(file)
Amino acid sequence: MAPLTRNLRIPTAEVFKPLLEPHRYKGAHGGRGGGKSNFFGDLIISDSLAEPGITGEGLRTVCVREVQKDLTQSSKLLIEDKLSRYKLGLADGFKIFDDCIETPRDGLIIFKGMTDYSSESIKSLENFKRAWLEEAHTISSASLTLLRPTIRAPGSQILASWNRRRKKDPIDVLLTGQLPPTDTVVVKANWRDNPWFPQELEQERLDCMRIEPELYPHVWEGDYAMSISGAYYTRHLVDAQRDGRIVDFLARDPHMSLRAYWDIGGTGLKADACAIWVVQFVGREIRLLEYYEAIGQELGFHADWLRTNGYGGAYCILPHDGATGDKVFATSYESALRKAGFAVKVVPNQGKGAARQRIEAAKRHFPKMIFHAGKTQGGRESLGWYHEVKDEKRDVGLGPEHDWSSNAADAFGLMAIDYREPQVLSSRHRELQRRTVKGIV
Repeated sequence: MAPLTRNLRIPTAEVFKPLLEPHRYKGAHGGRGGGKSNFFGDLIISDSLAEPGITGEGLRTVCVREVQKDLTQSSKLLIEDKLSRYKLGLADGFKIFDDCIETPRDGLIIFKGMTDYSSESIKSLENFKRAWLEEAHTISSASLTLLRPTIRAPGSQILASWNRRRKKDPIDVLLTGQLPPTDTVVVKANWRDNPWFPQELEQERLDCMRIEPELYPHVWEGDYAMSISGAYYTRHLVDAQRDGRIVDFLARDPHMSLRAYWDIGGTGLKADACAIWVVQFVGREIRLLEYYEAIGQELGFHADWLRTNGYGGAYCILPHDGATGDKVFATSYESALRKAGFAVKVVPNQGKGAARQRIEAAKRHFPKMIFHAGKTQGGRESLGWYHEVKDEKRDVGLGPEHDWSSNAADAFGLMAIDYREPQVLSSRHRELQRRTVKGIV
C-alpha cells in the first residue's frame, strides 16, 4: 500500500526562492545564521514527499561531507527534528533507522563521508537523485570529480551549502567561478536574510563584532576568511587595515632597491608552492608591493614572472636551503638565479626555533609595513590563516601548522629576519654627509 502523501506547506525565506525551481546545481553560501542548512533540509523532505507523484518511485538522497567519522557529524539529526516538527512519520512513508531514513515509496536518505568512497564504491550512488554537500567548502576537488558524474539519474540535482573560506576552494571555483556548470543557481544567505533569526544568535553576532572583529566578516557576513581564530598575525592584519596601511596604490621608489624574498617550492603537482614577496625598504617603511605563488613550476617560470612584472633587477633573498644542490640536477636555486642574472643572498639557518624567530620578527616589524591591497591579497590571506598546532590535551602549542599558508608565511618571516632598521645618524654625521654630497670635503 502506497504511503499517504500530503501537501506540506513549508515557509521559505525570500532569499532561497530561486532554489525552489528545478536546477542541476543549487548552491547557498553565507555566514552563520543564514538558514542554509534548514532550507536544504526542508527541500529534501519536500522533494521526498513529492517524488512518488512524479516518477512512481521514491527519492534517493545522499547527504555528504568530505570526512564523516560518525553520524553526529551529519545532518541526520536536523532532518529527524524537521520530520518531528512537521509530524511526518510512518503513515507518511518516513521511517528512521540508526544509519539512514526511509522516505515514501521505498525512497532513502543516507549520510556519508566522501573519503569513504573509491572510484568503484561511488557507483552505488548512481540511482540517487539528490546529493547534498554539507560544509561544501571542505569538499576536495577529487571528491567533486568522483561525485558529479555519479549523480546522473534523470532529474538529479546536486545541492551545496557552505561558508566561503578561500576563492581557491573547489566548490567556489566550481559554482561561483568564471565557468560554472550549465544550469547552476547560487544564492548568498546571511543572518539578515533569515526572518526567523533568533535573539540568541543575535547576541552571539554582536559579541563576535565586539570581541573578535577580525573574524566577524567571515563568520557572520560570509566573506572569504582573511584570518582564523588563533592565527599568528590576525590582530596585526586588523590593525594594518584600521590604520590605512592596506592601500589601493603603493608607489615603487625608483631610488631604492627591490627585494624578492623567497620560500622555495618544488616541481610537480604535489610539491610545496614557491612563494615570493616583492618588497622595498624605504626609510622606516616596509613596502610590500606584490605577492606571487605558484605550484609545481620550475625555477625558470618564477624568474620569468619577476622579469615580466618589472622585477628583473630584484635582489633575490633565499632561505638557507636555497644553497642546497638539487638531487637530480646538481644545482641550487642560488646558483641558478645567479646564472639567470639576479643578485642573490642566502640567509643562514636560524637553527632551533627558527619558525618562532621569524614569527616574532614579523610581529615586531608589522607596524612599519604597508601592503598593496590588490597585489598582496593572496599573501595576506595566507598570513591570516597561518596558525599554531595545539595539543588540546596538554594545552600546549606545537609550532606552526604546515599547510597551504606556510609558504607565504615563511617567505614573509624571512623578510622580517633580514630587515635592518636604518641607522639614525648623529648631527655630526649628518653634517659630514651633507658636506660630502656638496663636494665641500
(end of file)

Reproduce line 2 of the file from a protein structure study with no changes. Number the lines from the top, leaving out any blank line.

Repeated sequence: MAPLTRNLRIPTAEVFKPLLEPHRYKGAHGGRGGGKSNFFGDLIISDSLAEPGITGEGLRTVCVREVQKDLTQSSKLLIEDKLSRYKLGLADGFKIFDDCIETPRDGLIIFKGMTDYSSESIKSLENFKRAWLEEAHTISSASLTLLRPTIRAPGSQILASWNRRRKKDPIDVLLTGQLPPTDTVVVKANWRDNPWFPQELEQERLDCMRIEPELYPHVWEGDYAMSISGAYYTRHLVDAQRDGRIVDFLARDPHMSLRAYWDIGGTGLKADACAIWVVQFVGREIRLLEYYEAIGQELGFHADWLRTNGYGGAYCILPHDGATGDKVFATSYESALRKAGFAVKVVPNQGKGAARQRIEAAKRHFPKMIFHAGKTQGGRESLGWYHEVKDEKRDVGLGPEHDWSSNAADAFGLMAIDYREPQVLSSRHRELQRRTVKGIV